Goopy, sticky slime, whether it intrigues or disgusts you (or both), has more practical uses than you may expect. In fact, many animals and even plants make their own goo. Creatures might slime things up to help with reproduction, as protection against drying out or even as a defense against predators.
There's a lot to appreciate about slime and its makers, and who better to lead the curious down that slippery slope than the creators of the scientific and humorous field guides to animal grossness and weirdness: "Does It Fart?" and "True or Poo?"
In their new book, "Believe It or Snot" (Hachette Books, available Oct. 22), authors Nick Caruso and Dani Rabaiotti team up again with illustrator Ethan Kocak to bring readers the secrets of the ooze, showcasing the slimiest, most-mucous-laden organisms on Earth.
"I think it's a nice contrast to the 'majestic nature' narrative we are often sold by nature documentaries," Rabaiotti told Live Science in an email. "Animals doing gross things is often fairly unexpected and can have pretty hilarious results!"
For example, humans can produce snot in copious quantities, but other mammals far surpass us, even when we're at our snottiest. In sea lions, mucus keeps their eyes and nasal tissues moist, but the animals' sneezes are sloppy and snot-spraying, and they can launch coughed-up mucus across "great distances," Caruso and Rabaiotti wrote.
Another slimy mammal is the hedgehog, which churns up a slippery, foul-smelling froth from its own saliva that it then uses to coat its body, possibly to deter predators or to mask its scent.
Hyenas may be grosser still where slime is concerned, as they secrete a substance dubbed "hyena butter" (it's even less delicious than it sounds). This smelly, so-called butter is made in hyenas' anal glands, and the animals distribute it by rubbing their butts on trees and branches to mark their territory, according to the book.
"A special kind of feeling"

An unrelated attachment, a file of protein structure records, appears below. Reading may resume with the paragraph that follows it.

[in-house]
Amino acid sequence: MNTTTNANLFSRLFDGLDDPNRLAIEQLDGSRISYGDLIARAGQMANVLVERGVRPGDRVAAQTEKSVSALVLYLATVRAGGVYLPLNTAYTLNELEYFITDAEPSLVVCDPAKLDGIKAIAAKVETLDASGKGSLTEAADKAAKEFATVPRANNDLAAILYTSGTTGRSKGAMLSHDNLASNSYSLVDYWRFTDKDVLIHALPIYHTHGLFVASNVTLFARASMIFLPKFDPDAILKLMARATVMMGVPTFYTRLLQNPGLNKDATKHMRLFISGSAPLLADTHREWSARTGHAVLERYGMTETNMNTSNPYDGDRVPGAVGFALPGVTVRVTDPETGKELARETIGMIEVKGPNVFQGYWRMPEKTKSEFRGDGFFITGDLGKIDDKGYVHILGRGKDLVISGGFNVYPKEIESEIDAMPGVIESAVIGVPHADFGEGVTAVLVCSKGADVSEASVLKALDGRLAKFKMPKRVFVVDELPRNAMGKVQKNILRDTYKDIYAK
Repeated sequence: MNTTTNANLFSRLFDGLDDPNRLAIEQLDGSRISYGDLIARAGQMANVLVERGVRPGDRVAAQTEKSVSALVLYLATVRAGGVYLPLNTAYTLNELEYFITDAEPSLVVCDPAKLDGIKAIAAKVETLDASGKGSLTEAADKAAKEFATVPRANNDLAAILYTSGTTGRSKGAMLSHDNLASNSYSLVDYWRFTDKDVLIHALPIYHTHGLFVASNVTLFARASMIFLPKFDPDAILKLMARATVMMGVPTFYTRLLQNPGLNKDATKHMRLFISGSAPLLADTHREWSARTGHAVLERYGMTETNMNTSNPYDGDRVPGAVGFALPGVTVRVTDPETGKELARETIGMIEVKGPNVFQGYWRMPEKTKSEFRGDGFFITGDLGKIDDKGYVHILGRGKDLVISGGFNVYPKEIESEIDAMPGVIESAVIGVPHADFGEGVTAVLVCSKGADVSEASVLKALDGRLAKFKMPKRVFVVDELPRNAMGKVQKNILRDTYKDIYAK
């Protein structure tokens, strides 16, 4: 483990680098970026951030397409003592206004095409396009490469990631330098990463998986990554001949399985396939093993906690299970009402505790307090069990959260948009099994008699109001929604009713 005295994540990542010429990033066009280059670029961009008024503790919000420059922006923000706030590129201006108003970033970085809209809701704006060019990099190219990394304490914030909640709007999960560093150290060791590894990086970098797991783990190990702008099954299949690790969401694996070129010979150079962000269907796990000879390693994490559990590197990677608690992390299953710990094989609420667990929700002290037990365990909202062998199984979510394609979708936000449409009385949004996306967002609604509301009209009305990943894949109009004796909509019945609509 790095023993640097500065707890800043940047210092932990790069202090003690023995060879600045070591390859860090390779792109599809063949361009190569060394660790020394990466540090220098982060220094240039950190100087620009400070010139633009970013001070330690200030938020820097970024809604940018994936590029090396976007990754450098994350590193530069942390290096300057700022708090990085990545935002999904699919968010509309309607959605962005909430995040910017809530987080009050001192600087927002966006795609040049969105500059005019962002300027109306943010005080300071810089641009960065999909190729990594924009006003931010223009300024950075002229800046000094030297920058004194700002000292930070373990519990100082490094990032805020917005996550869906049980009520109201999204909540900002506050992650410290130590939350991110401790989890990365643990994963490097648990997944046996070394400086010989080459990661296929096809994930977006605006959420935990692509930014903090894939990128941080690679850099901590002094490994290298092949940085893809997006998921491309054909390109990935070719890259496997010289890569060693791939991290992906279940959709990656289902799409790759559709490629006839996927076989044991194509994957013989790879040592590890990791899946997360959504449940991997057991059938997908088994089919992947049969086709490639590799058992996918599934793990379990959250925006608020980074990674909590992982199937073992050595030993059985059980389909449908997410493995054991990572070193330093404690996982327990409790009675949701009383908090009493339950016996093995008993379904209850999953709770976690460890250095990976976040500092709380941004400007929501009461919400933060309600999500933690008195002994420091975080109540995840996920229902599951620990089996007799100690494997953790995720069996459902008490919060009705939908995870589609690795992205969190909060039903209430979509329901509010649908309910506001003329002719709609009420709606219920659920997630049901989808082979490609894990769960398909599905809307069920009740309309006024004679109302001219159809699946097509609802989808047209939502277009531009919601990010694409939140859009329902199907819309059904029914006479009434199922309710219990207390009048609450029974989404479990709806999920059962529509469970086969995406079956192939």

However, slime production in mammals is just a drop in the bucket compared with fish and amphibians, the authors told Live Science.
"I was really excited to write about parrotfish and their sleeping bags made of snot," Rabaiotti said in an email. Parrotfish, a group of 95 species in the Scaridae family, are not only covered in a layer of mucus, as are all fish; they also belch out mucous sacs every night and sleep encased in the gooey snot bags, which help shield them from parasites.
"I think it's an amazing adaptation — although I'm glad it's one we don't share," Rabaiotti said.(opens in new tab)
The slimy salamander (Plethodon glutinosus), a favorite of both Caruso and Kocak, defensively expels a type of toxic goo from its tail that adheres to human skin and is extremely difficult to remove.
"I've done research on that species. I'm very familiar with catching them and having my hand just coated in slime afterwards," said Caruso, a postdoctoral researcher at Virginia Polytechnic Institute and State University in the Department of Fish and Wildlife Conservation.
"It's a special kind of feeling," Kocak said. "It makes a film on your hand that doesn't come off."
"Yeah, it really doesn't," Caruso continued. "If it's humid or raining out, your hands are kind of slippery. But as it dries out, it gets incredibly sticky."
But all of the creators behind "Believe It or Snot" agreed that one of the top contenders for slimiest creature was the hagfish — a group of 76 species in the family Myxinidae. These eel-like fish achieved internet notoriety in 2017 when a truck carrying 7,500 pounds (3,400 kilograms) of hagfish overturned on an Oregon highway, leaving the road and a nearby car dripping with a thick coating of goo.
"In just 0.4 seconds, the small amount of goo they release from their glands can expand over 10,000 times," Rabaiotti said. "The news story about the truckload of them sliming up an entire motorway illustrated just how ridiculous the amount of slime they can produce is."
- Sticky, Gooey Science! Why Slime Is Awesome
- Goopy Science: How to Make Slime with Glue
- What Your Snot Says About You (Infographic)
Originally published on Live Science.(opens in new tab)